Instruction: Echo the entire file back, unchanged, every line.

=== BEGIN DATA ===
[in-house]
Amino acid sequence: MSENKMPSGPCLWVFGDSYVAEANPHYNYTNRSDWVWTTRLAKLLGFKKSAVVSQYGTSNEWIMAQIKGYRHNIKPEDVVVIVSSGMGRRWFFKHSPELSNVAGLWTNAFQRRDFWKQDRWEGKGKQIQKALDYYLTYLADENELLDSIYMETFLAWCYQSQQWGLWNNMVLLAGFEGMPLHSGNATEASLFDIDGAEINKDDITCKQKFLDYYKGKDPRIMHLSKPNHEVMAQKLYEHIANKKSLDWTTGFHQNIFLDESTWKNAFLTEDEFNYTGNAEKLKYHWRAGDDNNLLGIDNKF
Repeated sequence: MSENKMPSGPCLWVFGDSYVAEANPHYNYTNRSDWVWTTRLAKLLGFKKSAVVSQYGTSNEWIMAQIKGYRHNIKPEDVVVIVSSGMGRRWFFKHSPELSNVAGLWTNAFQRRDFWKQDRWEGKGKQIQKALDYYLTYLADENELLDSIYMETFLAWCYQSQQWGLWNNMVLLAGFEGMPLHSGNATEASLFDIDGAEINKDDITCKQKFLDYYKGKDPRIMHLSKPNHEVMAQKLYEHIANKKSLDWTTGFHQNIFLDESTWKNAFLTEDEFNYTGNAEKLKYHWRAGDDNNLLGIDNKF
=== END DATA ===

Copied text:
[in-house]
Amino acid sequence: MSENKMPSGPCLWVFGDSYVAEANPHYNYTNRSDWVWTTRLAKLLGFKKSAVVSQYGTSNEWIMAQIKGYRHNIKPEDVVVIVSSGMGRRWFFKHSPELSNVAGLWTNAFQRRDFWKQDRWEGKGKQIQKALDYYLTYLADENELLDSIYMETFLAWCYQSQQWGLWNNMVLLAGFEGMPLHSGNATEASLFDIDGAEINKDDITCKQKFLDYYKGKDPRIMHLSKPNHEVMAQKLYEHIANKKSLDWTTGFHQNIFLDESTWKNAFLTEDEFNYTGNAEKLKYHWRAGDDNNLLGIDNKF
Repeated sequence: MSENKMPSGPCLWVFGDSYVAEANPHYNYTNRSDWVWTTRLAKLLGFKKSAVVSQYGTSNEWIMAQIKGYRHNIKPEDVVVIVSSGMGRRWFFKHSPELSNVAGLWTNAFQRRDFWKQDRWEGKGKQIQKALDYYLTYLADENELLDSIYMETFLAWCYQSQQWGLWNNMVLLAGFEGMPLHSGNATEASLFDIDGAEINKDDITCKQKFLDYYKGKDPRIMHLSKPNHEVMAQKLYEHIANKKSLDWTTGFHQNIFLDESTWKNAFLTEDEFNYTGNAEKLKYHWRAGDDNNLLGIDNKF